Security officials in Cairo and Giza are working on a plan to protect churches ahead of Coptic Christmas on 7 January, Al-Ahram Arabic news website reported on Monday.
Gamal Abdel-Aal of Cairo investigative police and Mohamed Farouq of Giza investigative police met with security heads to plan security arrangements for Christmas eve.
Fears of potential attacks have been heightened since militant attacks increased after the ouster of Islamist president Mohamed Morsi in July 2013. Initially centred in Egypt's restive Sinai Peninsula, the attacks have recently extended to other parts of the country.
On 24 December a bomb rocked the security directorate building in the Nile Delta city of Mansoura, killing 16 people and injuring more than 135.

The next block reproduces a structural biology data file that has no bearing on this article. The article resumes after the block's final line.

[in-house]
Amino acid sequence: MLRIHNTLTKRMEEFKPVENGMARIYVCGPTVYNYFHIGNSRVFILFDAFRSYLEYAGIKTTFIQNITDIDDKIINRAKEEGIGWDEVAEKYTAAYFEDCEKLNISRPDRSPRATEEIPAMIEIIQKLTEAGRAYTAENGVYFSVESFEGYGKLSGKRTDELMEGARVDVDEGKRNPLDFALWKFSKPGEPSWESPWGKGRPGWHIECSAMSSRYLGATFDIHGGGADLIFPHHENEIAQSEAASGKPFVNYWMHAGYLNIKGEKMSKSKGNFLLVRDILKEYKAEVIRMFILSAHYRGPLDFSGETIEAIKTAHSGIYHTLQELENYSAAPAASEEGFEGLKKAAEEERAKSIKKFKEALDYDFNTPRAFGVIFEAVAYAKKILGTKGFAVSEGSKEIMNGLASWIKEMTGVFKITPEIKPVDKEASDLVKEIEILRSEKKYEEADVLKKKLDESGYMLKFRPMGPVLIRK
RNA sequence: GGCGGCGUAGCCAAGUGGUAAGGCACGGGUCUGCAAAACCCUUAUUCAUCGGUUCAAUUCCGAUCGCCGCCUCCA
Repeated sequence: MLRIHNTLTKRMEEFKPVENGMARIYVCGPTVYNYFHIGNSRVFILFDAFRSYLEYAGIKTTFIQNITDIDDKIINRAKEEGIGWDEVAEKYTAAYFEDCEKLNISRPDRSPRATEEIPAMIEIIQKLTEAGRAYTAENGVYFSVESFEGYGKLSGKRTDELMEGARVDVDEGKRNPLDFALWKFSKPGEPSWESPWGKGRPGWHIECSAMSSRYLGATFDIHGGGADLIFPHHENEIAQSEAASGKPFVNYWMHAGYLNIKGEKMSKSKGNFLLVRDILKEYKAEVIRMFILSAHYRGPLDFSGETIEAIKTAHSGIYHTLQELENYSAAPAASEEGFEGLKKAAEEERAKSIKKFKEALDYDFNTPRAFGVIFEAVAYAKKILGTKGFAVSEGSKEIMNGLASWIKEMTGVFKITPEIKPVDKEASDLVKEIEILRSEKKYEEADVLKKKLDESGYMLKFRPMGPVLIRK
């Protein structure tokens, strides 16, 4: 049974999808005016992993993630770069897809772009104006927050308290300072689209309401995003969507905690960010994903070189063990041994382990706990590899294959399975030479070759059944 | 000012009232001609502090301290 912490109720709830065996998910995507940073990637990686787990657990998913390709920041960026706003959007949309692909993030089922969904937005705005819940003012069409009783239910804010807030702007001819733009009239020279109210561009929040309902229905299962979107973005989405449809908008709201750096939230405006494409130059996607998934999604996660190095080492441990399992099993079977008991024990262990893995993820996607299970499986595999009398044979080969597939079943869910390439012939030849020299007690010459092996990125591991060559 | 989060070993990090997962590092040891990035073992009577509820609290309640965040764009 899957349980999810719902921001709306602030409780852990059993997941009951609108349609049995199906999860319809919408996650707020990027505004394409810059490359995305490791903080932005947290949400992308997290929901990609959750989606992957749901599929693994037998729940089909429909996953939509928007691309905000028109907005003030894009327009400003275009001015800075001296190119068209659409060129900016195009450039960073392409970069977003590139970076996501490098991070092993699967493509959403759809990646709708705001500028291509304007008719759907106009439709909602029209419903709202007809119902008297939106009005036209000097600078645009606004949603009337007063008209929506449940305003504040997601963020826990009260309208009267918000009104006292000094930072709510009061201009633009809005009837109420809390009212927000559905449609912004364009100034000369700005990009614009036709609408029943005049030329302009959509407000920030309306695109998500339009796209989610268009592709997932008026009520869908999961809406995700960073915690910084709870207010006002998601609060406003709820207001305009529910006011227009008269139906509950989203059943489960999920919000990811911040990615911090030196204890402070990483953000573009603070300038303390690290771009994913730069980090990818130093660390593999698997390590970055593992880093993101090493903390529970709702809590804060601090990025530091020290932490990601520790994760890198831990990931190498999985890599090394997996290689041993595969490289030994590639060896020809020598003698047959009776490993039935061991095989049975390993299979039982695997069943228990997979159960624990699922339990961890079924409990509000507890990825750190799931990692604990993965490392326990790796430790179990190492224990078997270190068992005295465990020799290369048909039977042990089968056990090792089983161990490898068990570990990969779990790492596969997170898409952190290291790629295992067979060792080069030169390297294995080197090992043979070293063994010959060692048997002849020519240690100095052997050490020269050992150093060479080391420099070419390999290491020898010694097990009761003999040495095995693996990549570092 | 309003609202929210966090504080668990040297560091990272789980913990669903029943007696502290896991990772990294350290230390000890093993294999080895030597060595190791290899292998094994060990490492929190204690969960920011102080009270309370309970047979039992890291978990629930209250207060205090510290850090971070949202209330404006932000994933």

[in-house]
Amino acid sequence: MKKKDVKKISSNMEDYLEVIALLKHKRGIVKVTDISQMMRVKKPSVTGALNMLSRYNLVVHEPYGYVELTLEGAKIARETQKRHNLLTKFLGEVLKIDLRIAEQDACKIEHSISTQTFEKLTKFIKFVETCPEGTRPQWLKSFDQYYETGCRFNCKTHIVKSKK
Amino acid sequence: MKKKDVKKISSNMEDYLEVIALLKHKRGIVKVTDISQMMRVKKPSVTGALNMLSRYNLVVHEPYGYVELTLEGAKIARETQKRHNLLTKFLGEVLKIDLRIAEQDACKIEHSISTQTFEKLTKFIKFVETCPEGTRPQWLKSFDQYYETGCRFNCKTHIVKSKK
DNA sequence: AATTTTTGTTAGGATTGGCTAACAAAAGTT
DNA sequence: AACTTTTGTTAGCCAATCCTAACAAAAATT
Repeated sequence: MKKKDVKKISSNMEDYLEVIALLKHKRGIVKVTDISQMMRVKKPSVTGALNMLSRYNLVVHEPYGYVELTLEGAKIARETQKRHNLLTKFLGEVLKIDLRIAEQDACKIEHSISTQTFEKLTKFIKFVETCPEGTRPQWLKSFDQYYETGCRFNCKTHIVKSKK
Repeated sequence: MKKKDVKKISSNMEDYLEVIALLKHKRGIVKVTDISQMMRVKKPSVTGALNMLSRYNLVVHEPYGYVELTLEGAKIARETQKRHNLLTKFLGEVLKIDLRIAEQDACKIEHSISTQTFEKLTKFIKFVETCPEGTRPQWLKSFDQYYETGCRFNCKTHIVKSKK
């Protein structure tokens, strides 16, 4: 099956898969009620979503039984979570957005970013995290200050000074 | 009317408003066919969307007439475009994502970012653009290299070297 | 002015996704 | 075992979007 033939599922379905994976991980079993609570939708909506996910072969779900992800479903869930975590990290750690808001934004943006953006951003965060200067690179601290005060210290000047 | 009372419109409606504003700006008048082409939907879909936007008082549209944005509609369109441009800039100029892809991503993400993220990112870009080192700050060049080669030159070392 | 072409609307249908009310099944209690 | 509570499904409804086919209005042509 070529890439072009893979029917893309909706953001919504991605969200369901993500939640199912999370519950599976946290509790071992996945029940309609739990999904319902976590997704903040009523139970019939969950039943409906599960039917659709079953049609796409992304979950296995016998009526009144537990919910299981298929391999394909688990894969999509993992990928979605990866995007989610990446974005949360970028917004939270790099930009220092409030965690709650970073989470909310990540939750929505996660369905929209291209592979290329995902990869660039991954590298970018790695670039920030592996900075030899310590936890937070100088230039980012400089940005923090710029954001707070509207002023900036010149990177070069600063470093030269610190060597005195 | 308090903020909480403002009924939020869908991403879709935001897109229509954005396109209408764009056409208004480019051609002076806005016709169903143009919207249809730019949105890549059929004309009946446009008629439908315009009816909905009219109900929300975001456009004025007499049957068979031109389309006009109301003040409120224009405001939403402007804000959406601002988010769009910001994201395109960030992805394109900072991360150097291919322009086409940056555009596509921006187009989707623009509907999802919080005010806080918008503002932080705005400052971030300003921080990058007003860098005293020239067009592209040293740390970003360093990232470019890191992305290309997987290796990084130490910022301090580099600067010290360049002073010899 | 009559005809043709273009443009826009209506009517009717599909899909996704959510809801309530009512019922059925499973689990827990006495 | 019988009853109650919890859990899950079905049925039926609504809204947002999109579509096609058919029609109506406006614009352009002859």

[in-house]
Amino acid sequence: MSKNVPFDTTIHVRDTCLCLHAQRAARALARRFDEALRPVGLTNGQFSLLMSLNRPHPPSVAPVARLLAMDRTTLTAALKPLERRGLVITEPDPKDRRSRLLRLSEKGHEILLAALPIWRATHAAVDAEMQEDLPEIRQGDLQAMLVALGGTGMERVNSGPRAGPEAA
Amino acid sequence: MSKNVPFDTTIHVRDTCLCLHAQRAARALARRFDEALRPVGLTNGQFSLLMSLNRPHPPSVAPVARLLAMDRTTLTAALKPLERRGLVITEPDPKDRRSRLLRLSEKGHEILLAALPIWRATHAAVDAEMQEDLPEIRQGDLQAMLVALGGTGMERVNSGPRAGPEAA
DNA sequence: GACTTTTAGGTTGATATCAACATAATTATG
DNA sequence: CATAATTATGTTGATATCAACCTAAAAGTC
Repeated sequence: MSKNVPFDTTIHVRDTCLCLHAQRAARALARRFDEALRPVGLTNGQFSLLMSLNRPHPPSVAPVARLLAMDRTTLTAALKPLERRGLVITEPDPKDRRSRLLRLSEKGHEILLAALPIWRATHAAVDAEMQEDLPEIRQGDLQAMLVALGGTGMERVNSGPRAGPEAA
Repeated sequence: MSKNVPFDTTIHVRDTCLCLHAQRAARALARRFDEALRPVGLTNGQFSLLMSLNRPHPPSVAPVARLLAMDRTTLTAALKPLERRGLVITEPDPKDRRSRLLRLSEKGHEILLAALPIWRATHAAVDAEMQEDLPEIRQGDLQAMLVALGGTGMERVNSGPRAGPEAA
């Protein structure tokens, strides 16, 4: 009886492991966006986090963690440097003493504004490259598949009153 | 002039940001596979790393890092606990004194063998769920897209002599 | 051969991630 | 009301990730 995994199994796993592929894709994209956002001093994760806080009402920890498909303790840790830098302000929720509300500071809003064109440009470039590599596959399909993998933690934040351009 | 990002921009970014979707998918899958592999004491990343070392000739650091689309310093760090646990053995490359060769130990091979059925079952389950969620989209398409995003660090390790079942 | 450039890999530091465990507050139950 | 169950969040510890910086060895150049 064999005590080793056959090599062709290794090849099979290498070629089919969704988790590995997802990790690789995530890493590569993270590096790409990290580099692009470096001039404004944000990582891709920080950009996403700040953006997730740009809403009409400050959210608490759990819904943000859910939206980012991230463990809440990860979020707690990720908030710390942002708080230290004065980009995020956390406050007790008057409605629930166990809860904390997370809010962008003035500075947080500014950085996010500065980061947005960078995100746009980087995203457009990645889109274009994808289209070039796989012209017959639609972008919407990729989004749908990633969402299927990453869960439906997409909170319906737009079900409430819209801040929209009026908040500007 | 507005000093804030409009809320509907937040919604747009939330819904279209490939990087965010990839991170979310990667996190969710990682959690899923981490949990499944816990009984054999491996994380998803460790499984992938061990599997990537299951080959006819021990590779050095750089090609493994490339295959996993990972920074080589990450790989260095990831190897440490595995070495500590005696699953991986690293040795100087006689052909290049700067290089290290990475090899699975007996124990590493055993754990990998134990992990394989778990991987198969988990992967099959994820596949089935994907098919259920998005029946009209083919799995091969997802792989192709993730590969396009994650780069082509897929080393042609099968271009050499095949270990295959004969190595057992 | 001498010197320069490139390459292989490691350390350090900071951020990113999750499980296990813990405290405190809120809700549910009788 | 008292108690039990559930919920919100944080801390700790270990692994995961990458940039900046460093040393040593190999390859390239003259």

Numerous churches were attacked following the dispersal of pro-Morsi protest camps in Cairo and Giza on 14 August, which left hundreds dead and thousands injured.
In a report released last October, the London-based rights group Amnesty International said upwards of 200 Christian-owned properties had been attacked and 43 churches seriously damaged across the country, and at least four people killed since mid-August.
Churches in Egypt are often guarded by a single officer, with more at larger churches or those located in relatively wealthier areas.